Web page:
As we mentioned in an earlier review of iCarry car mounts, which were oddly released in four different sizes with semi-confusing names, Ozaki could really benefit from pruning its accessory lineup to focus on better, fewer, and less confusing options. This continues to be a problem today. After the company sent us samples in April of its new “iFinger Pad S + L” styluses, it then proceeded to redesign and twice rename them before settling on what’s here — the just-rebadged iStroke M ($18) and iStroke L ($25), which were only weeks ago known and physically marked as iFinger M and iFinger L. We are not recommending these or any of Ozaki’s other products until the company fixes the wasteful packaging issues we mentioned in an editorial last month, but we did want to discuss the relative merits of these styluses (and others) for iPad users.
Back in January 2007 when Apple introduced the iPhone, the company explicitly pooh-poohed the idea of stylus-based input for its multi-touch devices. Since then, Apple has also hinted that it’s not a fan of styluses for the iPad, despite the fact that pen-like accessories can dramatically increase the accuracy of handwriting and drawing input on notepad-sized device. But several companies have come up with iPhone, iPod touch, and iPad styluses anyway, satisfying users whose fingertips—due to fingernails or other factors—were not sufficient to interact with Apple’s screens.
Ozaki is the latest to join the club, and has taken a two-pronged approach with the iStroke / iFinger styluses. Offered in white or black, the mini-stylus iStroke M measures only 1.6” long—the same length as the modestly different and now apparently unavailable iFinger Pad S. Three elevated rubber circles enable the user to grip the stubby aluminum tube, which has a rubber dome tip at one end and a headphone port attachment cord at the other. It’s tiny, designed to dangle from the device when not in use, and feels like a half crayon in the hand when it’s grabbed—the smallest stylus we’ve seen for any of Apple’s devices. It made more sense when it was called “S” than “M,” as there’s nothing medium about it.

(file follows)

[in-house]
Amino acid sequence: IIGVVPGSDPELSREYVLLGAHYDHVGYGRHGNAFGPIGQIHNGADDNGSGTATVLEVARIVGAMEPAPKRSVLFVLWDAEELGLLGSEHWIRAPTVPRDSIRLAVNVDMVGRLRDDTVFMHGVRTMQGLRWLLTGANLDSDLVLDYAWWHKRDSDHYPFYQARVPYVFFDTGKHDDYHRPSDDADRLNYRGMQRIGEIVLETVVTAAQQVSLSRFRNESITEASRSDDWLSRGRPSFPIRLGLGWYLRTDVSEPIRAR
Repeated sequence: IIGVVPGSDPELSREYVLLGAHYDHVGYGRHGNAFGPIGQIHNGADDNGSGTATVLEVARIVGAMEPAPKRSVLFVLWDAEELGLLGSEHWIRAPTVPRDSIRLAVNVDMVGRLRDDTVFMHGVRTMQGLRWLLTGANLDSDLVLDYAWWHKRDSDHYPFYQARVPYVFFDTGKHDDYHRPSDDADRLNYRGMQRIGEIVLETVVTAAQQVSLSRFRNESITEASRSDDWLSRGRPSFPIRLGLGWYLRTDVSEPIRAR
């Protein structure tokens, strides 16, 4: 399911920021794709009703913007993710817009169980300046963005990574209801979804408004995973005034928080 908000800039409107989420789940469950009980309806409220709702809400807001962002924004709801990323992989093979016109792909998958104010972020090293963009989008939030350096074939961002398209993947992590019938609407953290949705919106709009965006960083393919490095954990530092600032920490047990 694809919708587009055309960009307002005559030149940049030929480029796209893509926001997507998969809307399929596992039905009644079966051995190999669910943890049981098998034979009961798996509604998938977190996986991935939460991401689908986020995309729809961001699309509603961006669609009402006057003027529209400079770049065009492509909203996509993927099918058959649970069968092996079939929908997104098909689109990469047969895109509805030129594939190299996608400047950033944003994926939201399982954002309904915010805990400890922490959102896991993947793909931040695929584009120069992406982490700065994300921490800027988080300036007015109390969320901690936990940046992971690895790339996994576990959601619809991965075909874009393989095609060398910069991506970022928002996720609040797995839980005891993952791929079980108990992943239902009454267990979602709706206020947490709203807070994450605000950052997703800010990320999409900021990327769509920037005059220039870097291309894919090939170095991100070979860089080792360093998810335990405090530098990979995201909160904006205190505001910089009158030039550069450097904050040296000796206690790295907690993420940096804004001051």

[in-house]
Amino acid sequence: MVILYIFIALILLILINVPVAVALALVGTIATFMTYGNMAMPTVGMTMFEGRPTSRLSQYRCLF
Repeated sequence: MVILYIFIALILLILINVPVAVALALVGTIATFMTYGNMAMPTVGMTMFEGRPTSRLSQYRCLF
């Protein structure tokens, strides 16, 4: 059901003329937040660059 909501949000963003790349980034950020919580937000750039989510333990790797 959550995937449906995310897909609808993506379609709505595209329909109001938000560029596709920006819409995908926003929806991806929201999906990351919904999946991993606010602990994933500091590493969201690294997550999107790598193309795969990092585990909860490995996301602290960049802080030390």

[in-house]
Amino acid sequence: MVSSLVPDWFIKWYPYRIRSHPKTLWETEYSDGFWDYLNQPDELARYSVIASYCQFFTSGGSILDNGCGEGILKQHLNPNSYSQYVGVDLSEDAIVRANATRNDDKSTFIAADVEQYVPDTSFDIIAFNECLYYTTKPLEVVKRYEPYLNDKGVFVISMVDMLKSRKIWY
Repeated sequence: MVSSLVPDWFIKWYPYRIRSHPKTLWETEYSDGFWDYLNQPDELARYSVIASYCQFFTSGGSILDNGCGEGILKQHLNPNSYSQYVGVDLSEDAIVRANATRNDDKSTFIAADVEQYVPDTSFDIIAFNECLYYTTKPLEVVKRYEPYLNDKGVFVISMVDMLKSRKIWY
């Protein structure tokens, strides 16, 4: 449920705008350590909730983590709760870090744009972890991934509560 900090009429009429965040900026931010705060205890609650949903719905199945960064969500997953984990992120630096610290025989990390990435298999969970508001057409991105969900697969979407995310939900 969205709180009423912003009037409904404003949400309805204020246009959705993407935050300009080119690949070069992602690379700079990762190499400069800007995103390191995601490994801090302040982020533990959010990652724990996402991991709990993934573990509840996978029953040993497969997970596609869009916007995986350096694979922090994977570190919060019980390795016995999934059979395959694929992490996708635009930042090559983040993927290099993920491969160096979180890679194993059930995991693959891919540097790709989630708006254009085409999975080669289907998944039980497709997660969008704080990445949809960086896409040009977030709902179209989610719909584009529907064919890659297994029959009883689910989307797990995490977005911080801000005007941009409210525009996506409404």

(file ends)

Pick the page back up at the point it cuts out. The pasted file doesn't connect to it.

By comparison, the aluminum-bodied iStroke L is 4.7” long—shorter than the original 5” long iFinger Pad L, and an inch or so shy of the typical traditional pen. This choice appears to have been made to keep its length closer to the height of an iPhone. Used with the iPad, you write with its bottom—a rubber dome just like iStroke M’s—but rather than a headphone port attachment cord, there’s a metal pencap with a metal clip for attachment to a shirt. This replaces the transparent plastic cap found on the original iFinger Pad L, and the ink inside iStroke L’s pen is black rather than blue. It’s offered in white or black versions, as well, with silver accents on both sides.
While we wouldn’t recommend either of these styluses for the time being—besides the packaging issue, we’re really concerned about products that keep changing names and designs all the time—it’s worth noting that the latest versions we’ve tested aren’t bad options; iStroke L is actually a fine choice if judged strictly on the merits of the tube, pen, and rubber dome surface it includes. Both iStrokes make fairly dramatic improvements in the precision of input on an iPad relative to an unaided finger, and the differences are particularly stark between the finger and iStroke L, results that would be roughly the same with any similarly long stylus. Handwriting that is loose and bubbly with a finger becomes tighter and more legible—not great—with the pen, while using the mini-stylus iStroke M produces better-than-finger results that aren’t up to full stylus quality. In our testing, iStroke M also caused hand cramping that use of a pen-sized stylus largely avoided, eliminating most of the convenience value that its size and easily attached headphone plug cord offer. You can see the results of testing with a finger, iStroke L, and iStroke M below.
For reference, here are pictures of what the original versions of iFinger Pad looked like before the redesigns and renames. Note that the iFinger Pad L included a blue pen rather than the black one found in iStroke L, and that iFinger Pad S had chiseled metal grips rather than rubber ones.
Styluses are ultimately going to be of real value to iPad users seeking to write notes on the device without use of the keyboard, and though these options aren’t worthy of our recommendation, our hope is that developers will keep plugging away on solutions to get something that brings touchscreen precision closer to that of a traditional pen. While it seems unlikely that current iPad hardware or iOS 3.2 software is up to the task of fully replacing classic notepads, they’re a lot closer than the iPhone and iPod touch, and we look forward to seeing improvements in the near future.
Company and Price
Compatible: iPad (2010)